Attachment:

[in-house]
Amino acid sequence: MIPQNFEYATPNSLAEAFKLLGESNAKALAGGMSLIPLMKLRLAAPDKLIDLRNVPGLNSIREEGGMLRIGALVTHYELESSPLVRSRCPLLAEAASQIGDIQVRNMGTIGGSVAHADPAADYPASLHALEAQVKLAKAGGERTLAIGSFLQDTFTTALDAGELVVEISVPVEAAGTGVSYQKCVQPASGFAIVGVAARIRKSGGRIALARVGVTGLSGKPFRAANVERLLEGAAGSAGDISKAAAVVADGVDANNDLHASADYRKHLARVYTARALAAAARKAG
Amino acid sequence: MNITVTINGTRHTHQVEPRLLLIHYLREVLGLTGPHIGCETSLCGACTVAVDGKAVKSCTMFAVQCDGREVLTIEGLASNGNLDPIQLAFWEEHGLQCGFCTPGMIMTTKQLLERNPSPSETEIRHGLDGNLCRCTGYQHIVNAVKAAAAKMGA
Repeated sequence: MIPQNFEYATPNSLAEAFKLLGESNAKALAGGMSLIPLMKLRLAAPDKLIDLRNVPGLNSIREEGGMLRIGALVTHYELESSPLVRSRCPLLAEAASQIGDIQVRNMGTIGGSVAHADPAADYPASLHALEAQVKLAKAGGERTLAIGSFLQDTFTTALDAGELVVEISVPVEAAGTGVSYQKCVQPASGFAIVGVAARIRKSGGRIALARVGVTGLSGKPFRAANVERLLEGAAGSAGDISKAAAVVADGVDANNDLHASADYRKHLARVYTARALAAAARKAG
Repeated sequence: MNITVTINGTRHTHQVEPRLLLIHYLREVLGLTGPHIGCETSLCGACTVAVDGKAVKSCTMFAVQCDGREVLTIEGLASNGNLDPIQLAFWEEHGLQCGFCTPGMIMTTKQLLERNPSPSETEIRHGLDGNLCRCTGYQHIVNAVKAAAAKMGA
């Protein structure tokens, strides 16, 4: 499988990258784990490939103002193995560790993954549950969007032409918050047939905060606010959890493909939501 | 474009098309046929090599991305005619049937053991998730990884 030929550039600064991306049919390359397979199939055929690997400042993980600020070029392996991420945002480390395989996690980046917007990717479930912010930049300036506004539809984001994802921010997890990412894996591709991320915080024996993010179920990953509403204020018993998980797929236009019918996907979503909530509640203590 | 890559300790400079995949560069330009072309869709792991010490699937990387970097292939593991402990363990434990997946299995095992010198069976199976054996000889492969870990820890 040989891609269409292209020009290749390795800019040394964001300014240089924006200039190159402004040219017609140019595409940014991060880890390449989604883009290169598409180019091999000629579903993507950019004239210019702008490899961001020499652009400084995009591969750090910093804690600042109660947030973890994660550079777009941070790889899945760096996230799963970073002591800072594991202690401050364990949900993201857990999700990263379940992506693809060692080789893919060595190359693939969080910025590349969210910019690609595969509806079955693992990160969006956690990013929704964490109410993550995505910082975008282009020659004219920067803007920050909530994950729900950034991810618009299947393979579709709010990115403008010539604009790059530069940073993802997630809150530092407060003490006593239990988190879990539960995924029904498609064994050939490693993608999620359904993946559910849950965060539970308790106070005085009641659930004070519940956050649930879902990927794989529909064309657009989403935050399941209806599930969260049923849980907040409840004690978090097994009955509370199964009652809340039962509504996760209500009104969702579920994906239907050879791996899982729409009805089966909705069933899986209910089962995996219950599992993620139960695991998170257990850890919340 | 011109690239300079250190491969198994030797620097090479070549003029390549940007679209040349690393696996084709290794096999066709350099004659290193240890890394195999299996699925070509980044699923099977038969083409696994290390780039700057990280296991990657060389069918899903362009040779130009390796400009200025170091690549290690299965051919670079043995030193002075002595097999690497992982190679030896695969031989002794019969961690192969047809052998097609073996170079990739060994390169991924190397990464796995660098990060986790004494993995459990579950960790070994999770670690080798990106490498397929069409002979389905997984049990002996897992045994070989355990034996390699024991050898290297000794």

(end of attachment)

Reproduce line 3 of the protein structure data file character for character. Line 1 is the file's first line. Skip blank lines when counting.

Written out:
Amino acid sequence: MNITVTINGTRHTHQVEPRLLLIHYLREVLGLTGPHIGCETSLCGACTVAVDGKAVKSCTMFAVQCDGREVLTIEGLASNGNLDPIQLAFWEEHGLQCGFCTPGMIMTTKQLLERNPSPSETEIRHGLDGNLCRCTGYQHIVNAVKAAAAKMGA